Bank Reform Seen by Schreiber Pushing Commodities Into Opacity

Banks pulling out of commodity trading because of rules on proprietary investing and capital requirements are pushing raw-material trade into less regulated and more opaque territory, investor Eric Schreiber said.

Regulations such as Basel III and the Dodd-Frank Act have a “significant impact” on banks, pushing commodity business to trading houses, according to Schreiber, the former head of commodities at Swiss wealth manager Union Bancaire Privee.

“One of the unforeseen consequences is that it’s pushing part of the business into a more opaque, unregulated area, that is, the trading houses,” Schreiber said before a presentation today at a United Nations conference in Geneva.

Banks active in commodities face “acute pressure” to exit the business due in part to compliance costs, political pressure to divest and increased capital requirements, according to Schreiber’s presentation. Aggregate annual revenue from the top 10 bank commodity operations fell to $4.5 billion last year from a peak of $14 billion in 2008, his data show.

Dodd-Frank, approved by U.S. Congress in 2010, restricts lenders from using their own capital to make bets on stocks, bonds and commodities. The Volcker Rule was included in the act to restrict risky trading at banks that operate with U.S. guarantees. Basel III refers to banking regulation that set capital requirements for banks to reduce risks.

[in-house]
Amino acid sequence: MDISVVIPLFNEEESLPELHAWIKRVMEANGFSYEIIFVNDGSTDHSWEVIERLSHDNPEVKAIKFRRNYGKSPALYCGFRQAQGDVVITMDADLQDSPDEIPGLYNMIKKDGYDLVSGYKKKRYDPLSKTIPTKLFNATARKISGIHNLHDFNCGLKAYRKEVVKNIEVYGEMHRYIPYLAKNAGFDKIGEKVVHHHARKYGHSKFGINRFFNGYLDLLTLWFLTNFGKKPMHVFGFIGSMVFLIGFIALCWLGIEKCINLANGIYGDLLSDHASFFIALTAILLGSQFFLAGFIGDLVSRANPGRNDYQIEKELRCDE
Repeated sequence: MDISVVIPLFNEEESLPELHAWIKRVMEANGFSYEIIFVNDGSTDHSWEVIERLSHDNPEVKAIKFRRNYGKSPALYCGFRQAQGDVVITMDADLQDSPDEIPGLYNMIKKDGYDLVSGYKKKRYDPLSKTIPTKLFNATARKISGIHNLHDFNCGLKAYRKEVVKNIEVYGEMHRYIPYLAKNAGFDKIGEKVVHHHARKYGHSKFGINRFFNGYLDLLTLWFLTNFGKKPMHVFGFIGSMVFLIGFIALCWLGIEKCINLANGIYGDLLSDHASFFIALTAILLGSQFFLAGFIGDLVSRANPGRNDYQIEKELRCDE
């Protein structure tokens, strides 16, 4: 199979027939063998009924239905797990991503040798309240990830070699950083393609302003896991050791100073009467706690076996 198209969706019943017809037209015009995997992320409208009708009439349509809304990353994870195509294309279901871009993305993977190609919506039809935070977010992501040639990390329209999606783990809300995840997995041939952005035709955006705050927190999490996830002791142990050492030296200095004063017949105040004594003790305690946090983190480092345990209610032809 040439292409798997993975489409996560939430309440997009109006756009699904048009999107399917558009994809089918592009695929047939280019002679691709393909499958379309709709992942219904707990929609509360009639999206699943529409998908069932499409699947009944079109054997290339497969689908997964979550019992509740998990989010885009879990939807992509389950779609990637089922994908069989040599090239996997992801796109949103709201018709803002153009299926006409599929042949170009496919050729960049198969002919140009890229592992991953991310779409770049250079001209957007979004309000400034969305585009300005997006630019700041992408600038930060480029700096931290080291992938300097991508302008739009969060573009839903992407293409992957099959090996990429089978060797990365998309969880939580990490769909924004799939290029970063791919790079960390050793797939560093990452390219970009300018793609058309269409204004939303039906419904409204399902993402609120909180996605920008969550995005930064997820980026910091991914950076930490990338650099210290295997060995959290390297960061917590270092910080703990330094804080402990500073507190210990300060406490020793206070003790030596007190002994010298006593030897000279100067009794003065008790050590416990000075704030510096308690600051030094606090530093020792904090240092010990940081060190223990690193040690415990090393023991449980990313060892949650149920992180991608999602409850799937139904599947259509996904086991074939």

Energy is probably the class most affected because it’s the most financialized commodity, while industrial metals will also be affected by banks pulling back, Schreiber said. Agriculture is probably the least impacted “as it was never as financialized as other commodities,” he said.

As banks exit, major oil companies and trading houses are replacing them, according to Schreiber. The number of commodity trading companies in Geneva doubled between 2006 and 2011 to 400 from 200, according to his presentation.

Non-bank entities are subject to lower capital and reporting requirements and are not subject to restrictions on employee compensation, Schreiber wrote in his presentation. Many trading companies are privately owned and do not disclose financial results.